Equality and Human Rights in a new landscape

by David Isaac and Rebecca Hilsenrath

Published: 03 Aug 2016

Since becoming our new Prime Minister, Theresa May’s mantra has been ‘Brexit means Brexit’.

But, as the dust finally settles following the outcome of the vote, it still remains unclear what form Brexit will take and what the implications will be for millions of people.

Some commentators argue that leading Brexiteers never clearly spelt out their vision for a Britain outside of the EU, and there is already talk of the differences between ‘hard Brexiteers’ and those who advocate a ‘Brexit-lite’ approach.

Now that we have heard the voice of democracy, what is clear is that there are many difficult choices that still lie ahead.

Following the vote, it is vital for us to review our priorities for promoting equality and human rights in the new landscape.

Britain has a long history of upholding people’s rights, valuing diversity and challenging intolerance. The Commission will be a strong and independent voice that advocates to ensure that, in leaving the EU, we maintain and build on our heritage of respect and inclusion.

We expect to update on progress later in the summer in two key areas. Firstly, the Commission will be a strong guardian of rights.

“We will strongly oppose measures which threaten any reduction in the level of protection of fundamental rights in any part of the UK.”

Our guiding principles for any future constitutional changes are that we must maintain, and, where possible, enhance, the protection and promotion of equality and human rights across the UK. We must make sure that UK bodies’ legal and administrative responsibilities and accountability for equality and human rights are clear.

We will strongly oppose measures which threaten any reduction in the level of protection of fundamental rights in any part of the UK. 

We also believe there is scope to do more to promote equality and human rights where national governments wish to do so, and the evolving landscape provides new opportunities for more progressive action. 

We need to continue to collaborate with, and learn from, other countries to ensure the UK remains a global leader in protecting and promoting equality and human rights. This international cooperation will also help us tackle problems such as the refugee crisis and cross-border travel for disabled passengers.

We also want to safeguard the rights of UK citizens travelling, working or living abroad, and ensure that our presence abroad does not give rise to concerns that we will breach the rights of others.

“The referendum debate and result has exacerbated worrying divisions in British society.”

Secondly, we need to tackle hate crime and promote community cohesion.

The referendum debate and result has exacerbated worrying divisions in British society and has been used by a minority to legitimise race hate.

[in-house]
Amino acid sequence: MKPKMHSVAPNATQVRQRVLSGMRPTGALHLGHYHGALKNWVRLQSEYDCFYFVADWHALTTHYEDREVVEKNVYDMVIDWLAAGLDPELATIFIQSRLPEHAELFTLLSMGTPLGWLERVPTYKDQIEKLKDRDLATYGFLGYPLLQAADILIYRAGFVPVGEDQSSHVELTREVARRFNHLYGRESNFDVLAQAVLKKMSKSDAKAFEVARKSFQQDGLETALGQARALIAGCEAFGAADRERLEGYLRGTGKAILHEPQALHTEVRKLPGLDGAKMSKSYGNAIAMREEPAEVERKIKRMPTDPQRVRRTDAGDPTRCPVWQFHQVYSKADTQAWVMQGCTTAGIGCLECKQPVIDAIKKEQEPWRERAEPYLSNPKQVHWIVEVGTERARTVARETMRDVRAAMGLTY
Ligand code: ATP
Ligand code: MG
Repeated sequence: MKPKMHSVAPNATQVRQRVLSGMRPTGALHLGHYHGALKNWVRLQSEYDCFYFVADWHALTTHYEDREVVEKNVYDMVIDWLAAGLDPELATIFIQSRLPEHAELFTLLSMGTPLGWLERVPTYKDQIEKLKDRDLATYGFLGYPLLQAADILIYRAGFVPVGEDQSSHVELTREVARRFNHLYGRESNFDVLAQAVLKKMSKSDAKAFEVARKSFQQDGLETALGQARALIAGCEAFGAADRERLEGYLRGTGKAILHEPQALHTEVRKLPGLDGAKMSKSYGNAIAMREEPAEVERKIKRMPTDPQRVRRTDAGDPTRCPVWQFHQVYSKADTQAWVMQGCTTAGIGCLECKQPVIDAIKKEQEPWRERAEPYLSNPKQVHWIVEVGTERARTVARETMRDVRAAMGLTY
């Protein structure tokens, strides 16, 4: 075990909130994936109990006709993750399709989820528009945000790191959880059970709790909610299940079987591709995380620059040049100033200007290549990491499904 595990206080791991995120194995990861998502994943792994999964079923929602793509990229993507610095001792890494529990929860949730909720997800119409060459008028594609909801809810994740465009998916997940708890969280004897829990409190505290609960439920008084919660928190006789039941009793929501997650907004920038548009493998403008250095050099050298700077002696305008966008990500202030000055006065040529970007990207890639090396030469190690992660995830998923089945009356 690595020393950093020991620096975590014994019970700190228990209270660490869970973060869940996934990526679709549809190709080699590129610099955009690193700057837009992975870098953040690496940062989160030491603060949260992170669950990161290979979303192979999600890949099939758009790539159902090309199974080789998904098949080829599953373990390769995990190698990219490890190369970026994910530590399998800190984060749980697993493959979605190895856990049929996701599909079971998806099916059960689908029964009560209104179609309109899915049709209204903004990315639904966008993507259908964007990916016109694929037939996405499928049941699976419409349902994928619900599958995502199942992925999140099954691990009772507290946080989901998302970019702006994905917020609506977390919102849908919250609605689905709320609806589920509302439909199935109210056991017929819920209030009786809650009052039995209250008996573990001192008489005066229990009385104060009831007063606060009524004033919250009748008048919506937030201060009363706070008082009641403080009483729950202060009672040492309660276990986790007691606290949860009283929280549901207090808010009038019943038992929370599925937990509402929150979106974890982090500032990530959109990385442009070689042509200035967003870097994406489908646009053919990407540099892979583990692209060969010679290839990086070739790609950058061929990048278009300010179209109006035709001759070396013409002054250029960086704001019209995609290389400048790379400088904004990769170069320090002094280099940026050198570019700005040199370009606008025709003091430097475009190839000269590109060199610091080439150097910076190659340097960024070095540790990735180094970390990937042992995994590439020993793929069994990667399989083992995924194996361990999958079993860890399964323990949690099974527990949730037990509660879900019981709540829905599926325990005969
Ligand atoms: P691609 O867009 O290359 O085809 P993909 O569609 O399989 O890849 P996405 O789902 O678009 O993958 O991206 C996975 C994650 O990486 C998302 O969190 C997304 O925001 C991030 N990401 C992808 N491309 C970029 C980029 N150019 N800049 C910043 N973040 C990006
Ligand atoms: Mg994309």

While the referendum demonstrated that the overwhelming majority in Britain want to engage in our democratic process, many commentators also viewed what happened as acrimonious and divisive. For them, the public debate was too often long on misleading assertion and exaggeration, and short on cool-headed facts.

The divisions were not just between racial, national and ethnic groups but those who feel they have no power, between cities and rural areas, between young and old. 

A spike in race hate incidents has been reported, and some communities are feeling more isolated, vulnerable and uncertain of their future rights to live and work in the UK. 

We will support employers to stand up against racism and support vulnerable workers, and clarify the legal redress for breaches of rights. We will also work with embassies in disseminating information about rights and access to justice for communities at risk.

In addition, we will build on the findings of our research into the links between prejudice and unlawful behaviour to identify and test effective interventions.

Many have also argued that the divisions revealed during and following the referendum campaign also reflect resentment arising from growing socioeconomic inequality.

To address this, we will continue to press for implementation of the public sector duty regarding socioeconomic inequalities in the Equality Act 2010. This would ensure that public bodies have to take account of the impact on socioeconomic inequality when formulating policies and address to address negative impacts.

We will work with others to address data gaps and build our evidence base on differences between regions, the relationships between protected characteristics and socioeconomic disadvantage, including those at risk of suffering multiple disadvantages. This builds on our work to assess the cumulative impact of government policies such as welfare reform.

Finally, we will build our relationship with the Social Mobility Commission and other key poverty stakeholders across Britain to improve our knowledge of the key issues and effective interventions.

As our constitutional tectonic plates begin to move and then form again, the Commission’s role as an effective and muscular champion of equality and human rights will be more important than ever.